Technical Challenges of Vintage Apartments, Part 1: Waterworks
Renovating vintage apartments contains many infrastructural challenges. For example, there is not enough space under the floor between the finished surface and the concrete slab surface. The slope required for drainage is challenging to secure, which limits the location of the water closets.
Therefore, it was necessary to design the bathroom (two locations, one for guests and one for family) and the washbasin/bathroom with almost identical drainage locations.
We used artificial marble (Corian) to make the washbasin and the wall at the back of the front become one. The curved Corian washbasin is embedded in the tiled wall, and the mirror illuminated by the backlight is floating. Our goal was to solve the technical problems while not compromising on the aesthetic elements.
Technical Challenges of Vintage Apartments, Part 2: Updating the air conditioning system and ceiling height
Initially, an air conditioning system using a fan coil unit, as shown in the photo on the left, was adopted. This system is still used in many prominent buildings such as hotels, hospitals, and commercial facilities. The temperature of each room is controlled by the cold and hot water produced by the outdoor unit installed on the roof.
This system is often seen in vintage apartments like this one, but nowadays, it is more common to install individual air conditioners for each unit. After hearing from the facility designer, we decided to remove the fan coil unit and install a multi-air conditioning system, considering future updates.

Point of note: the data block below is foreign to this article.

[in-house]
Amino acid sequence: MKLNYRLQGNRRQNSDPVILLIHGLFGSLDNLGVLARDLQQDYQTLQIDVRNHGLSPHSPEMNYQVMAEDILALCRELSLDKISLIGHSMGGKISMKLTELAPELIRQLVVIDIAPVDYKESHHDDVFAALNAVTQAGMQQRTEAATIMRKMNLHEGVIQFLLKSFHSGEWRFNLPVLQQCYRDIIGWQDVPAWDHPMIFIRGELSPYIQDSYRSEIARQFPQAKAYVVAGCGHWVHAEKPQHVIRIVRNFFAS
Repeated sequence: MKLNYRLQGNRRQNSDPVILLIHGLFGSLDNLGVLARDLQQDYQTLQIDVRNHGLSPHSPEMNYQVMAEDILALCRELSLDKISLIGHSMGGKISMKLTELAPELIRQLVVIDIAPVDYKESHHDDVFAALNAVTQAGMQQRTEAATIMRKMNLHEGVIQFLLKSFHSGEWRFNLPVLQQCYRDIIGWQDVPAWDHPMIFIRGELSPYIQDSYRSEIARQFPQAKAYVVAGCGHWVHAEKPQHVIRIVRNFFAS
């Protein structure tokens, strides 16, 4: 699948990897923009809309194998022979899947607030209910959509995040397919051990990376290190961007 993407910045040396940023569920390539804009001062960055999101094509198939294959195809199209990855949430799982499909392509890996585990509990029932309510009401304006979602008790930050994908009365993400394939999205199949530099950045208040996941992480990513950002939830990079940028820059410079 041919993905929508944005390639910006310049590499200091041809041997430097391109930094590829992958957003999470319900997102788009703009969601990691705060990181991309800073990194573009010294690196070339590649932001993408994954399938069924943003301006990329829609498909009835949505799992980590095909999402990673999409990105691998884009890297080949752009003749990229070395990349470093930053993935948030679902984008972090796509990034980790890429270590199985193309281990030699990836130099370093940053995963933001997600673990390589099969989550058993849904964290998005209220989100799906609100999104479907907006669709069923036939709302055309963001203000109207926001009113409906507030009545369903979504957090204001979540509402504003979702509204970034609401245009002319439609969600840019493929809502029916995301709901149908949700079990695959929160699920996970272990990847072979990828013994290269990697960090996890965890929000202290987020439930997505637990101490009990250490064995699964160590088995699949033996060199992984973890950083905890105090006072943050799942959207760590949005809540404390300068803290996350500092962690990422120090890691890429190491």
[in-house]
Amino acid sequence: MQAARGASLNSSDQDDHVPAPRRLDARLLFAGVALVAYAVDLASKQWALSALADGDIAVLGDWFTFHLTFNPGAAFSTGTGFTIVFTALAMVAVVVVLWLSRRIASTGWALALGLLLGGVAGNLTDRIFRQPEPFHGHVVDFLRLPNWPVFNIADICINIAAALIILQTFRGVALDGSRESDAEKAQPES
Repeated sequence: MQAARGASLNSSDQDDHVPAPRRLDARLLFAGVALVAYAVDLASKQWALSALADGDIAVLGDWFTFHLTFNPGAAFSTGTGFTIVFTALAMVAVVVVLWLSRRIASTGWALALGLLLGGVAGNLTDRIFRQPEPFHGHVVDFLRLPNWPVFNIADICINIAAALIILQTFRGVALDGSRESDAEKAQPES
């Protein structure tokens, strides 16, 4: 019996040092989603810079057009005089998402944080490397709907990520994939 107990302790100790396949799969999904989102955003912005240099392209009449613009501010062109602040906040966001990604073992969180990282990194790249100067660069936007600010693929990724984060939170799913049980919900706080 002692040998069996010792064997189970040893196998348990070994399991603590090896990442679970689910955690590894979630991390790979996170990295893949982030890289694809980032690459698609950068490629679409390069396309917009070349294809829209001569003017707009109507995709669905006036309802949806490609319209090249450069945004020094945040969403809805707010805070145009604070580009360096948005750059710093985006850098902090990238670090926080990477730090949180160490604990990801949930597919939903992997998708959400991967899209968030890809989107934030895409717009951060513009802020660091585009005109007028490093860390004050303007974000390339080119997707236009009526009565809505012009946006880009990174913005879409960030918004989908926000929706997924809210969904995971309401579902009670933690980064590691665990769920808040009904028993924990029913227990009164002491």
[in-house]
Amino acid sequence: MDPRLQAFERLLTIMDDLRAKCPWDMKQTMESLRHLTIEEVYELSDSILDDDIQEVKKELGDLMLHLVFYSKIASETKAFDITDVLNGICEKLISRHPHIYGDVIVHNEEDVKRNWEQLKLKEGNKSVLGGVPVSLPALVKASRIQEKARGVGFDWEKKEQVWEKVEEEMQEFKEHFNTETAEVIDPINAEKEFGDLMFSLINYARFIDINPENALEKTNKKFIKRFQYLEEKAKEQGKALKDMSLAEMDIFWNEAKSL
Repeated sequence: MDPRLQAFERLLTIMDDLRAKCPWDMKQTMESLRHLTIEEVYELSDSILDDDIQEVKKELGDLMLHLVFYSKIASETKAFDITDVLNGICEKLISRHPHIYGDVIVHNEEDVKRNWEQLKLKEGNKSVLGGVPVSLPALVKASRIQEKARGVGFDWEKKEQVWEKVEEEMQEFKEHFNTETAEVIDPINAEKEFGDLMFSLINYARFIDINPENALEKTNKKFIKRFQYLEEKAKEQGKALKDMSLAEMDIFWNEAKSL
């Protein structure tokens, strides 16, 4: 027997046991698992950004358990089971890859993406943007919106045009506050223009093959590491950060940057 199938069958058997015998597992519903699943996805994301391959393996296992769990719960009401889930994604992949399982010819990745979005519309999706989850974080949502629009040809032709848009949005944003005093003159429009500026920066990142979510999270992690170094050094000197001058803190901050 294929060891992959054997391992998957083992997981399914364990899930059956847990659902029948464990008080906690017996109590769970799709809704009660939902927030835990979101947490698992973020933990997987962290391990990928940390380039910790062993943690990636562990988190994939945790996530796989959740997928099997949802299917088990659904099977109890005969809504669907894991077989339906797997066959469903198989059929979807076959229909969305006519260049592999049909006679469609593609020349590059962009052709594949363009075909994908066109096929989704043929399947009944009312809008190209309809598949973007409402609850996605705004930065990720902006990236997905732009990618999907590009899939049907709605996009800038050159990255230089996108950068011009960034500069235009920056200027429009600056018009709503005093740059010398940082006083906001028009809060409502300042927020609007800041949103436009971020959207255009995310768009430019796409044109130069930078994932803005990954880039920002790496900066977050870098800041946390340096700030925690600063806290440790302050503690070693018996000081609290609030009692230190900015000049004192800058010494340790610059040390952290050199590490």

The clients requested to raise the ceiling height as much as possible. For this, we decided to remove the piping for the fan coil that was stretched under the floor of the house on the upper floor. The upper floor residents permitted us to remove the existing unit as they were no longer used.
Technical Challenges of Vintage Apartments, Part ３: Proceed renovation with a cordial relationship with neighbors
When renovating a vintage apartment, it is imperative to have a good relationship with the residents above, below, and on either side who live their lives. Often, demolition noise is problematic as no one wants them for obvious reasons. However, for this project, however, we were blessed with the good neighbors who understood the necessary evil of renovation disruption. We owe this smooth sailing a lot to Yamaki, the contractor with rich experiences, and the clients who were always paid extra care for the team.
After completing the project: Budget and Decision Making
Making the most of the budget depends mainly on one’s own sense of values, but which area/point to be generous and where to be pragmatic is what every client struggles with.
In a short-term intensive project like this one, it was essential to have a single person in charge of both budget management and decision making for the sake of speeding up. Compromising on this would result in half-hearted conclusions that no one in the family would agree with.
Working with clients with a clear vision of what they want/need is inspiring. In this respect, we owe a lot to Ms. J & Mr.W’s sound judgment, clear initiative and aesthetic vision. All of the design staff are grateful to the couple.
The housing project and its meetings are where the state of a couple and family can be somewhat revealed. For better or worse, sickness and health, a house is the place to live in. As an architect, this project reminded me that we must be present, record the event, and clarify what can and cannot be done.